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Military News Briefs for the Week of Aug. 17, 2001

National Guard Bureau

WASHINGTON, Aug. 17, 2001 – (This is a summary of the top American Forces Press Service

news stories for the week ending August 17, 2001.)

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RUSSIA, U.S. MUST GET BEYOND COLD WAR, RUMSFELD SAYS TO PUTIN

Defense Secretary Donald H. Rumsfeld met Russian President Vladimir Putin and Russian Defense Minister Sergey Ivanov in Moscow Aug. 13 and discussed a range of security, political and economic issues. At a Kremlin press conference, Rumsfeld and Ivanov said offensive and defensive systems should be linked in any discussions between the two countries.

Addressing the Russian refusal to the U.S. request delivered by Rumsfeld that both countries pull out of the 1972 Anti-ballistic Missile Treaty, Rumsfeld said the United States agrees it is "perfectly appropriate" to discuss offensive and defense missile capabilities together. But the United States will continue talks with Russia to move beyond the ABM Treaty and into the kind of normal relations it has with all other countries, he said.

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PLAN LOOKS TO SHAPE ACQUISITION WORKFORCE

Within the next five years, 50 percent of DoD's acquisition workforce will be eligible for retirement, department officials said.

That means DoD could find itself having to hire about 65,000 acquisition specialists over the next five years. Now is the time, officials said, to examine the acquisition workforce and plan how it should face the future.

Undersecretary of defense for acquisition, technology and logistics Pete Aldridge discussed these goals during an Aug. 15 meeting with reporters in the Pentagon, emphasizing a commitment to revitalize the quality and morale of the acquisition workforce. To do this, he is working on a strategic plan.

Aldridge's plan will look at DoD's acquisition workforce needs. The plan will project both the future and coming problems. It will look at the skills and career tracks acquisition specialists will need. It will look at functions that need to be beefed up. It will look at areas where DoD may need more people -- and fewer.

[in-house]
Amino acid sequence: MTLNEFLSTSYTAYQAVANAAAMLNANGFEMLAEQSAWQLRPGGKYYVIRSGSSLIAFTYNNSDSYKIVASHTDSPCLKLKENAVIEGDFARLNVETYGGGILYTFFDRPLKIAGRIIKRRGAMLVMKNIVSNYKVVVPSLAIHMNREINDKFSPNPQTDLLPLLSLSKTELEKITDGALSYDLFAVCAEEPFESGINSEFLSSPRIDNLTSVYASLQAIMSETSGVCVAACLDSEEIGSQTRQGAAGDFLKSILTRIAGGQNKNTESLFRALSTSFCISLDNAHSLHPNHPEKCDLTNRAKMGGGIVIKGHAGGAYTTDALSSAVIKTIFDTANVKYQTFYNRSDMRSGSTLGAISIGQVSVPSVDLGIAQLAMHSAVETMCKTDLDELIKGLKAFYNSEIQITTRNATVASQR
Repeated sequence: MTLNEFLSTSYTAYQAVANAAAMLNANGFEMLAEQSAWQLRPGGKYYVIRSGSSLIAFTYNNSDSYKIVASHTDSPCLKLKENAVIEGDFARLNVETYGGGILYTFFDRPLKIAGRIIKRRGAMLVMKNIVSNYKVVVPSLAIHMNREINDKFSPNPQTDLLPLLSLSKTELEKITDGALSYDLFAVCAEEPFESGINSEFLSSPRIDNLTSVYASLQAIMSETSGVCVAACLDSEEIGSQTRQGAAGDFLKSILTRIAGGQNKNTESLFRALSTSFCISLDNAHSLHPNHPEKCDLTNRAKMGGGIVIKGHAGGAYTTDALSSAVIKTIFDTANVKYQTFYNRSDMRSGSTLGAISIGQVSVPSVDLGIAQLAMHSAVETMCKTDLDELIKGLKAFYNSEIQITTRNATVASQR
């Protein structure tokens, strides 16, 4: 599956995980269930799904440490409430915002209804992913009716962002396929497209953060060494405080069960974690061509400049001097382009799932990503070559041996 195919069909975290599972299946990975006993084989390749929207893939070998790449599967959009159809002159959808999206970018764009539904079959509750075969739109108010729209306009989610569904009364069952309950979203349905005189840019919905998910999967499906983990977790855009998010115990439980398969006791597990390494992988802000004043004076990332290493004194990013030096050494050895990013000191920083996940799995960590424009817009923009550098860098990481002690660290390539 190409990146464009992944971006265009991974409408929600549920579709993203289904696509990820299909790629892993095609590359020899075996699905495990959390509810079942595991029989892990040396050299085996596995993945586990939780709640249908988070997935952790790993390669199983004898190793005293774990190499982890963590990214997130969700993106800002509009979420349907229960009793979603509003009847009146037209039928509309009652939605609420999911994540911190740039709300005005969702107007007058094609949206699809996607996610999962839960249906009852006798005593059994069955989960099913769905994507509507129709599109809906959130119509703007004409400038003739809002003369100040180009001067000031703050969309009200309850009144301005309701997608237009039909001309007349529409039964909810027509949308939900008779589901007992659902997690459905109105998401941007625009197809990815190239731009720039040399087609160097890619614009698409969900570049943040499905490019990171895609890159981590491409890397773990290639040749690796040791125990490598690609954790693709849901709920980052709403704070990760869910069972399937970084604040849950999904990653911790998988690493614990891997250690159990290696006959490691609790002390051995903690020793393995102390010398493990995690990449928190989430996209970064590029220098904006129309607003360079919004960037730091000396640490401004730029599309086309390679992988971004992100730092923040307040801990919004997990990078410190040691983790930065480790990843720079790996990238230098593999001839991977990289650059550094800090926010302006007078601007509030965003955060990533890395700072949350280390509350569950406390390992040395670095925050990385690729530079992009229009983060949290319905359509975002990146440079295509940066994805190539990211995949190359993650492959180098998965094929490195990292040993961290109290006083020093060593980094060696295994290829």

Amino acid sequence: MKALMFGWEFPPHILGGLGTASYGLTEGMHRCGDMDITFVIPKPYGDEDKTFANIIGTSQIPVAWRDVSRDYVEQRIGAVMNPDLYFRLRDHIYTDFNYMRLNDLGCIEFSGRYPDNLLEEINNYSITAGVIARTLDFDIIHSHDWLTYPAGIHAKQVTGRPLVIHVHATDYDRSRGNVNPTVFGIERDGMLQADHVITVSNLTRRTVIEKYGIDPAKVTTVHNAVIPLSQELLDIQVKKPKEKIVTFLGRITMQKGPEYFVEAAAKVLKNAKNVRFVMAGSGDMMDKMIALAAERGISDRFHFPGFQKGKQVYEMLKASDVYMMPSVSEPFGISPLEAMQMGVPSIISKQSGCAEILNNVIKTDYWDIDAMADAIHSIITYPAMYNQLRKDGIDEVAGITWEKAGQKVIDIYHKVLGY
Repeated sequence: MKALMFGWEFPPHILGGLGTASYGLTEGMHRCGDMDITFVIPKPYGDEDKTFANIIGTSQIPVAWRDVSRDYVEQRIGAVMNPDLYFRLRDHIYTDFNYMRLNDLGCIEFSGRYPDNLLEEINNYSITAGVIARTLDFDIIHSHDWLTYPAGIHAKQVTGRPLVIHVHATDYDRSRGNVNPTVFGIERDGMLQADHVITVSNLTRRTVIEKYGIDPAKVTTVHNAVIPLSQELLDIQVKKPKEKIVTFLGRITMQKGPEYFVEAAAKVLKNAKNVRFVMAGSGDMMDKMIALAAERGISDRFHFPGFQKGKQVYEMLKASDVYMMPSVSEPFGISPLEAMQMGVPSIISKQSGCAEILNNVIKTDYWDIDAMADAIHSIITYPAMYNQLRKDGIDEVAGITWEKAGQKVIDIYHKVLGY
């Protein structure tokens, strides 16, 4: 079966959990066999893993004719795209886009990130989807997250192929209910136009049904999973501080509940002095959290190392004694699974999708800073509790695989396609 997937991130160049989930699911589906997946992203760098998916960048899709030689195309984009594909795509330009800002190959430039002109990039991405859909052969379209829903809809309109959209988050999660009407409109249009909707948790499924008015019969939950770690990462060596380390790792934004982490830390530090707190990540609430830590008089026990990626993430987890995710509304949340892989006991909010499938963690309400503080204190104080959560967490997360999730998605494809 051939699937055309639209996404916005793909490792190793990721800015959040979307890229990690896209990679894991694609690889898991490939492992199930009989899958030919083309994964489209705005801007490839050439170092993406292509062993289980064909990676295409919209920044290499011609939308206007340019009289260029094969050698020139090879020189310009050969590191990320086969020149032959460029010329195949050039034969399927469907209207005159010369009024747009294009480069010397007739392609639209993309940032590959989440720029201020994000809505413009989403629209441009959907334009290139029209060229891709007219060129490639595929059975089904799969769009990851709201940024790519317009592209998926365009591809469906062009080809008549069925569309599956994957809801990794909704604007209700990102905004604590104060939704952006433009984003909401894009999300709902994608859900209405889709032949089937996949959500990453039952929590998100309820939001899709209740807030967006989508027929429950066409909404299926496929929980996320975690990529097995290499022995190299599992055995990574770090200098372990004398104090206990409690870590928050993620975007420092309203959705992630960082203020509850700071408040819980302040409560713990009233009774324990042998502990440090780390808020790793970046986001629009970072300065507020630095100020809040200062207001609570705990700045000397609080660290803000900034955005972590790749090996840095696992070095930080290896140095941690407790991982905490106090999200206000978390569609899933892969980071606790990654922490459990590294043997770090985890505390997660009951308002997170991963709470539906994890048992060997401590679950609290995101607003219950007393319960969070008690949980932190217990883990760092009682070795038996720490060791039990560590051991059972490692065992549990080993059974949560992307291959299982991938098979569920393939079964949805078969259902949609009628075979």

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CHU SEES VALUE IN LONGER MILITARY TOURS OF DUTY

DoD's senior personnel official says modifying current "up- or-out" retention rules and establishing longer tours of duty might better serve members and their families.

David S.C. Chu, undersecretary of defense for personnel and readiness, told reporters Aug. 8 at the Pentagon that DoD is looking at personnel rules that impel service members to move frequently to secure promotions and possibly leave jobs they enjoy and are good at, or leave the force.

Critics of current military personnel practices "would say we've driven the 'up-or-out' principle, both in the officer and enlisted force, a little bit too far," Chu said.

Chu added that Defense Secretary Donald H. Rumsfeld "is deeply skeptical about the pattern in which people spend so short a time in each post." The secretary, Chu said, has lately asked about the practicality of having troops, especially commanders, serving in billets for two years or less.

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F-22 GETS GREEN LIGHT FOR LOW-RATE PRODUCTION

The Defense Acquisition Board has approved the F-22 air superiority fighter to enter low- rate initial production, officials announced Aug. 15.

The decision means Lockheed-Martin will build 10 F-22s using fiscal 2001 funds and 13 in fiscal 2002. There are currently eight F-22s already flying.

"The program has met all its exit criteria for entering into low-rate production and is performing to its design goals," said Pete Aldridge, undersecretary of defense for acquisition, technology and logistics.

The acquisition board unanimously approved low-rate production, Aldridge said. Low-rate production will run through fiscal 2005, then shift into high-rate production. Aldridge said the program will provide air dominance through the next 20 years.

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RECRUIT ATTRITION RATES FALL ACROSS THE SERVICES

Recruit attrition rates are dropping across the services thanks to programs that try to prepare enlistees for the rigors of basic training before they ship out and revamped training policies.

All the services report increased use of delayed entry programs in recent years. DEPs acclimate recruits, enhance their performance and decrease washouts.

DoD officials keenly watch recruit attrition numbers, especially since the cost of recruiting new service members averages about $11,000 each -- some $3,000 more than just a few years ago, said Navy Cmdr. Yvette BrownWahler, director for recruiting plans, Office of the Secretary of Defense.

Combined with an average cost of initial entry training at $35,000, DoD's investment in military recruit accessions and training is enormous since more than 200,000 of America's youth are recruited for active military service each year, she added.

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U.S. WARPLANES HIT IRAQI MILITARY SITE

U.S. Air Force F-16 jets attacked an Iraqi missile site Aug. 14, said a DoD official.

The raid "struck a surface-to-air missile site near An Nasiriyah ... about 175 miles southeast of Baghdad," Pentagon spokesman Rear Adm. Craig Quigley said to reporters Aug. 14.

Quigley called the target "another element in the Iraqi integrated air defense system that had been very active" in threatening coalition aircrews.

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